01/11/2011. Contributed by Tomas L. Martin
pub: Titan Books. 143 page softcover graphic novel. Price: GBP 10.99 (UK). ISBN: 978-1-84856-558-6).
check out website: www.titanbooks.com
Brian Wood is one of my favourite comic book writers. Possessed with a great sense of timing and mood, his work rarely wastes a panel and is filled with great dialogue, moving plots and clever telling details hidden amongst the pictures. Plus his ideas are often streets ahead of the competition, telling compelling new ideas without falling back on genre tropes. ‘DMZ’, his comic series now into its tenth graphic novel, describes a civil war in modern America through the unique viewpoint of a citizen reporter embedded in the demilitarised zone of Manhattan, pulled every which way by political wrangling. In my opinion, it’s one of the best comicbook series currently being written.
Wood’s other major project at the moment is ‘Northlanders’, a series that differs from ‘DMZ’ in just about every way imaginable, bar the excellent writing. ‘Northlanders’ is only a series in the loosest of senses, as we follow many different characters in often standalone stories. What brings them together is the setting and culture that Wood is exploring.
The Vikings aren’t a setting trodden often by this kind of medium, especially with the grace and deft storytelling that Wood brings. The Vikings aren’t all mindless savages and much care is taken to show that even some of the more barbaric traits are actually due to a deep and complex culture.
This volume comprises four stories. The first, ‘Lindisfarne’, follows a small boy who witnesses the brutal invasion by a Viking horde of his village. Still surviving after the battle, the boy challenges a Viking warrior to battle so that he can join their army. Dean Orstom’s art is more standard than some of the others in this volume, but is packed full of detail and emotion.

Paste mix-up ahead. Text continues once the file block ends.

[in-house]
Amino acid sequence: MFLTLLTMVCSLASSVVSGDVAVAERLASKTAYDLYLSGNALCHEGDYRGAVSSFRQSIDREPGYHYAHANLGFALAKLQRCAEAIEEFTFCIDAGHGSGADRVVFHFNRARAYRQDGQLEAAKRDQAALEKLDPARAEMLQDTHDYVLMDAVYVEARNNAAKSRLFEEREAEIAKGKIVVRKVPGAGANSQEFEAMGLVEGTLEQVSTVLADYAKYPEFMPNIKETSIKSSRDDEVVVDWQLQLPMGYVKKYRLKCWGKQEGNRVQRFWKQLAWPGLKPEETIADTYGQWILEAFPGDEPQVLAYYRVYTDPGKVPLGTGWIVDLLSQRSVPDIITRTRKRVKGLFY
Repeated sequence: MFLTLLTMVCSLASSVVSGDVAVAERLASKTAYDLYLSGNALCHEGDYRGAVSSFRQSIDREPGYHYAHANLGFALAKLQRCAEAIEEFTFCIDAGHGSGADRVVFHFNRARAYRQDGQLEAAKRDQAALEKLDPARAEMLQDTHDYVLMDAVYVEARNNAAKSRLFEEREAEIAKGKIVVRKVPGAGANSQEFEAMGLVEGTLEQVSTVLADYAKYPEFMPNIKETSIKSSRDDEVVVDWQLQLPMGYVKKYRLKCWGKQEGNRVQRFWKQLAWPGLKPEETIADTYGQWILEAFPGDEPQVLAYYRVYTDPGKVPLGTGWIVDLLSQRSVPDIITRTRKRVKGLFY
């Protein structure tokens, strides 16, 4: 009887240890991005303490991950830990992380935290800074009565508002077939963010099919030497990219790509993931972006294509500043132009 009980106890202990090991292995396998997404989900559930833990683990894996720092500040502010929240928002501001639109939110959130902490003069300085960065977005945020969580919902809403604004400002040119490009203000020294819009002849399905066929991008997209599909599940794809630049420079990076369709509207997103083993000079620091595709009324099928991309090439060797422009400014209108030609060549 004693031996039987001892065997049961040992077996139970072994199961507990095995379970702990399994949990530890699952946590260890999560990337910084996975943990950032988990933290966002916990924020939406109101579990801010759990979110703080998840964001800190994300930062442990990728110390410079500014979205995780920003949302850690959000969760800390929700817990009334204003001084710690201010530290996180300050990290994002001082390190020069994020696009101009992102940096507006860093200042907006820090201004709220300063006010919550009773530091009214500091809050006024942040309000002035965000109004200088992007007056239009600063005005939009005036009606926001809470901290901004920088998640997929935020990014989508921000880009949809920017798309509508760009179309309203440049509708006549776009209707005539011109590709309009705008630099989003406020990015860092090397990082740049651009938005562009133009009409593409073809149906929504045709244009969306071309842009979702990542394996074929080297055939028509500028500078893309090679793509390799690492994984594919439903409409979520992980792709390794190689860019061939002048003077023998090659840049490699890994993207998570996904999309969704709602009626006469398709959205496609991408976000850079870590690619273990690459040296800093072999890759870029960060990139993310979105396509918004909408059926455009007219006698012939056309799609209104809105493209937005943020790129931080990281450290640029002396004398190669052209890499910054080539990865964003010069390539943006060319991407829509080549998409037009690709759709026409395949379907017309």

The second story, 'The Viking Art Of Single Combat', is shorter and almost pop-like in style, being an annotated depiction of a duel between two Viking warriors. The story pauses to give us a plethora of analytical information on Viking warfare, tactics and philosophy. The cruder artwork by Vasilis Lolos for this story is visceral and characterful.
‘The Shield Maidens’ shows us the fierce nature of the Viking women as a trio of Danish shield maidens digs into an encampment against an invading Saxon army. Danijel Zezelj’s art is much more free-flowing and expressive, with a washed, flowing look to it that suits the feminine theme.
Davide Gianfelice draws the last story, ‘Sven The Immortal’, which revisits the character of Sven of Orkney, who was the main protagonist in volume 1, fighting off a Viking invasion of his homeland. Now grey and old, his family is put in danger by a group of mercenaries who have come looking for the legendary warrior that tales of his victory have spread over the past twenty years.
All of the stories in this volume are compelling and full of engaging characters and moral dilemmas, despite the almost gratuitous violence of the culture they inhabit. Wood shows us the dark and savage world of the Vikings without dehumanising them. Whilst I don’t find it as essential reading as ‘DMZ’, it remains a uniquely enjoyable spectacle in the current stable of modern comics.
Tomas L. Martin
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